The survey finds the overall shrink reported in 2000 at 2.26 percent of retail sales, but actually down from 1998. Conventional supermarkets (average sq. ft. up to 40,000) reported average shrink at 2.17 percent. With average per store annual sales of $9.62 million, this group's reported loss from shrink in 2000 was $208,754 per store. And superstores (average sq. ft. 40,000 or larger), reported average per store sales of $19.50 million, this group's reported loss from shrink was $464,100 per store. For 12 consecutive years, the largest component of employee caused shrink was cashier dishonesty (26 percent), which superseded shoplifting (23 percent). The survey reports the positive impact of certain programs and policies on overall shrink was significant.

Larry Miller, director of the National Supermarket Research Group and president of Trax Software, Scottsdale, Ariz., a manufacturer and distributor of retail data mining solutions that cover the retail enterprise, is adamant about the security in loss prevention. Miller preaches that truly successful retail managers are those who have intolerance to shrink and are willing to transform and practice transformational leadership in the area of profit optimization from shrink reduction.

"Top-tiered companies have three things in mind when protecting their assets. They have prevention, practices and people. Shrink is only really controlled when you empower the people to prevent it. Great leaders understand that shrink prevention lies in the behavior modification process. Store managers understand that it is not a function of conflict when you counsel a cashier to improve performance as it relates to shrink-causing effects. And technology enables that. We can educate our managers, but technology continues to be a massively important enabling factor," says Miller. Store managers are quite adept at masking their shrink because the culture is set up to have lower shrink, not to expose shrink. "We need a culture that will willingly and openly expose shrink; because only if you see it can you control it. The function of peeling back the onion: unmasking your shrink and being bold enough to really want to see it all so you can make a strategic plan."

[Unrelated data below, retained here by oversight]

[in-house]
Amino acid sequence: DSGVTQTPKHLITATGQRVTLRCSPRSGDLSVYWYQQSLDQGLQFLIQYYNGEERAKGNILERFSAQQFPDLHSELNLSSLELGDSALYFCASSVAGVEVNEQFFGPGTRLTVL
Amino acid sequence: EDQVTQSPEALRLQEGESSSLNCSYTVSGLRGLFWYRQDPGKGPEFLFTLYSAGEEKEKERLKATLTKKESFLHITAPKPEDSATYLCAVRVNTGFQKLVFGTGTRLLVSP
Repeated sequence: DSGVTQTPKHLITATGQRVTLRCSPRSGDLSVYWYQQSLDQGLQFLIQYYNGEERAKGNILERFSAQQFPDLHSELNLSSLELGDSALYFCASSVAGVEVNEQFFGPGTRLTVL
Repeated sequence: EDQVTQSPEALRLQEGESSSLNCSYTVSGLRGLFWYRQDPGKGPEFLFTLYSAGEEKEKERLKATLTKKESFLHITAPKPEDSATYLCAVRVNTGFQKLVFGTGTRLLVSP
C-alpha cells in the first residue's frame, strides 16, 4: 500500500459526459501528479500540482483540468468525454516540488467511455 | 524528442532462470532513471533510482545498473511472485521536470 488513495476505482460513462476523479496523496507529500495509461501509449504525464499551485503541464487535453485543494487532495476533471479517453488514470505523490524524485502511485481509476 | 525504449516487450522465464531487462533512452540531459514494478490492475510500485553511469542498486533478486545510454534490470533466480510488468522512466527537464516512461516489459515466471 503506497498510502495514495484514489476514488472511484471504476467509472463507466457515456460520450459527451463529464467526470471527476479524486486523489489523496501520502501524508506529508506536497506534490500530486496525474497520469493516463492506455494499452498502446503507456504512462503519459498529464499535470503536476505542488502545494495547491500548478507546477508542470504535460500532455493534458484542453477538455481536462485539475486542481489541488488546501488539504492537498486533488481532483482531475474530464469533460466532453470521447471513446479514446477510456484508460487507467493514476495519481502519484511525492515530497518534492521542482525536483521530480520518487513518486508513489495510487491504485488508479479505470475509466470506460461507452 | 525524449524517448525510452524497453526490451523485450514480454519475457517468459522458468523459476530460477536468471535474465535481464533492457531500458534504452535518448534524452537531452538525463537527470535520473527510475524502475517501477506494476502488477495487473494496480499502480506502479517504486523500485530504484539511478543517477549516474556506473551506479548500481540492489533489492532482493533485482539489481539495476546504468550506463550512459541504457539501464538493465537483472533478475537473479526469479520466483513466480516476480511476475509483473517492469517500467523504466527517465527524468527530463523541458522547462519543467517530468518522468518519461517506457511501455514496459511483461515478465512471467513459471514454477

The Technologies: Shopping Bag Full of Special Tech

Sharing much with their colleagues in the security profession, retail loss prevention executives at the same time have unique threats and solutions. One technology developed for store security is electronic article surveillance or EAS. Systems based on EAS continue to advance, with tags sizing down, read ranges expanding and the concept of source tagging catching on. More recently, security video developments specific to retail operations center on linking video with electronic cash register transactions and remote video monitoring over phone and Web.

Anti-shoplifting Mission

Originally EAS systems aimed at reducing shoplifting while allowing stores to increase what retail calls "open merchandising opportunities." Typically, there are two components of an EAS system: there are tags and labels put on items and packaging and there are detection systems are checkouts and store exits for detection and alarm.

There are a number of technologies employed in EAS systems.

One approach is acousto-magnetic technology. Sensormatic Electronics of Boca Raton, Fla., markets this technology, for example, under the Ultra-Max name. Another major EAS source, Checkpoint Systems of Thorofare, N.J., offers radio frequency-based systems. Each source boasts a full line of tags and labels of various sizes to match different types of goods and merchandise as well as deactivation solutions, wands, pedestals, portals and mats.

While EAS is a mature loss prevention strategy, more recently stores have employed video surveillance systems to monitor customers, employees, backrooms and loading docks.

There are some retail twists to implementing security video, however.

One example: systems that tie video into cash register transactions. Here sales associate, customer and transaction data layer onto the video captured by the local camera. These systems aim at reducing employee fraud, theft and "sweethearting" in which the clerk conspires with a customer.

With retail chain operations, a security video design that depends on remote video transmission over telephone lines or more recently through the Internet allows monitoring of various store locations from a central station or by an outside monitoring service.

"Anti-shoplifting systems, digital video surveillance and point-of-sale monitoring solutions, tied together with remote and central station monitoring, will help retailers contain some of the losses without sacrificing good customer service," says Mike Snyder, president of ADT Security Services.